In a way, the new year started perfectly - I woke up sick. Goodbye all those new year plans of beginning routines and keeping a clean slate. I was frustrated for an hour or two, but then I realized it was a relief. Now I can just get on with it and enjoy the year. After a year of intensive writing, I'm itching to do some other kinds of creating. I got out my old DSLR and decided to learn how to actually use it instead of my usual method of point, pray and click. (Yay for youtube tutorials!) And I have made ONE resolution this year: bake a cake every week. Doesn't that sound indulgent? and wonderful?
Also...tea at 3.
For some reason we ended up being out shopping on the really big buying days before and after Christmas this year. Usually we stay far from stores, but that's how it worked out this time. And my goodness...I was just completely overwhelmed with the massiveness of it all: the quantity of things for sale and the amounts of money exchanging hands and the bags and bags and bags of purchases. And on every street corner, the contrast of those without, shivering and wet, soggy cardboard signs, heads down, hands out - and all of us rushing and rushing by and buying and buying and keeping our own heads down so we didn't have to see them standing there. I felt ashamed of it all, really. A physical, visceral cringing at the absurdity of it. And now I am more determined than ever to keep simplifying and making do and using what we already have (which is so much - for most of us it is so very much that we have to keep "decluttering" and getting rid of things because we have no more room!)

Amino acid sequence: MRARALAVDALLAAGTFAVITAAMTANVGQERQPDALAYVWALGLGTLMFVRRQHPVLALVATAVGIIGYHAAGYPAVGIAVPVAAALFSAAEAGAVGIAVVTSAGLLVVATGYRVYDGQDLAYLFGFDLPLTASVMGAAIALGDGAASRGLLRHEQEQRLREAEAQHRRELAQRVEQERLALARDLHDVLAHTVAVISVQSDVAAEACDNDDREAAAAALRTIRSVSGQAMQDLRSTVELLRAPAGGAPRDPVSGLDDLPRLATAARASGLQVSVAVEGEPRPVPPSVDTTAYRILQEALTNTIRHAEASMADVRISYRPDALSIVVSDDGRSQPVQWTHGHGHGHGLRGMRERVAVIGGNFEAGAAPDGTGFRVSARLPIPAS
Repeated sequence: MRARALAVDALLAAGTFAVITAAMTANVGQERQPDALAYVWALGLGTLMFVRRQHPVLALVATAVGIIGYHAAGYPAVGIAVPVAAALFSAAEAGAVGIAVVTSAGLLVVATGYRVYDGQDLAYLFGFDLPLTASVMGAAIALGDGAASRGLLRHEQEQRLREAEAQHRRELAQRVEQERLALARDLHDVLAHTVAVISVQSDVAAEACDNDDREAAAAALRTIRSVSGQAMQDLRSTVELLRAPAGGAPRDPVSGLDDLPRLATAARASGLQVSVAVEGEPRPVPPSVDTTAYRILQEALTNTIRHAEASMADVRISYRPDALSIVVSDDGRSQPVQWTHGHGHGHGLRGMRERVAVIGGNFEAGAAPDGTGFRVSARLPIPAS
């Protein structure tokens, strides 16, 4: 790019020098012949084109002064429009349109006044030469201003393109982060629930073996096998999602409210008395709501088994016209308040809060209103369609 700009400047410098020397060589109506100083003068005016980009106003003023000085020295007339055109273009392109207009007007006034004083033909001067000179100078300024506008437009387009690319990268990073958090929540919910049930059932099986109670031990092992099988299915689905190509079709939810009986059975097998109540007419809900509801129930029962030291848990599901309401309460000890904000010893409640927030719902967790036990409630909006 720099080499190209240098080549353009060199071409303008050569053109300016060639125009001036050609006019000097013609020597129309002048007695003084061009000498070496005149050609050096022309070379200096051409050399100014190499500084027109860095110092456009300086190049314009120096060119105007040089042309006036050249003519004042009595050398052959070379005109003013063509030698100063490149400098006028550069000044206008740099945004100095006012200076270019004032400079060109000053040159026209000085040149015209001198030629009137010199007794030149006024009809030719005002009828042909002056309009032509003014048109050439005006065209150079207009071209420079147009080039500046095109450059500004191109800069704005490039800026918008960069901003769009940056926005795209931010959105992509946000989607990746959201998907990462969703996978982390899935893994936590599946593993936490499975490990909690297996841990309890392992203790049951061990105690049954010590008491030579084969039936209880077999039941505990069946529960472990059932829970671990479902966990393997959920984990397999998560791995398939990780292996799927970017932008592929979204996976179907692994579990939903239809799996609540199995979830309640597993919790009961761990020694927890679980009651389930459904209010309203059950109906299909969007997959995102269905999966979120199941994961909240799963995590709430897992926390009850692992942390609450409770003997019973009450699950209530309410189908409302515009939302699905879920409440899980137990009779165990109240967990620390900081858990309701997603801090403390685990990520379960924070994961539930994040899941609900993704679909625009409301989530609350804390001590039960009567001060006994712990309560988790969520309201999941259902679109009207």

I read Alison Uttley's Stories for Christmas while I was sick and I was struck by this sweet passage in "The Kissing-Bunch", the angels visiting a house on Christmas Eve and bestowing their gifts:
"I will give kindness of heart, " said an angel...
"I will give love," said another, and it threw a handful of sparkling rain which fell over all things, covering them with the dew of love.
"I will give riches," said a third, and it threw a shower of tiny golden coins like sparks into the air.
"I will give poverty," said a fourth, "I will give poverty to balance riches, so that the children remember the earth from which they spring." It tossed a net of pearly light which covered the golden coins and softened their glitter."
How interesting that poverty is seen as a gift that balances and softens. We see mostly the poverty that grinds and cheapens nowadays. But I'm thinking a lot about this, about what she meant. We need to be without, to stretch ourselves and be creative and imaginative, to learn contentedness with what we already have. That's the spirit I want to carry into this new year, I think. One of thrift and creativity, gratitude and peace.
How about you? What is inspiring you this new year?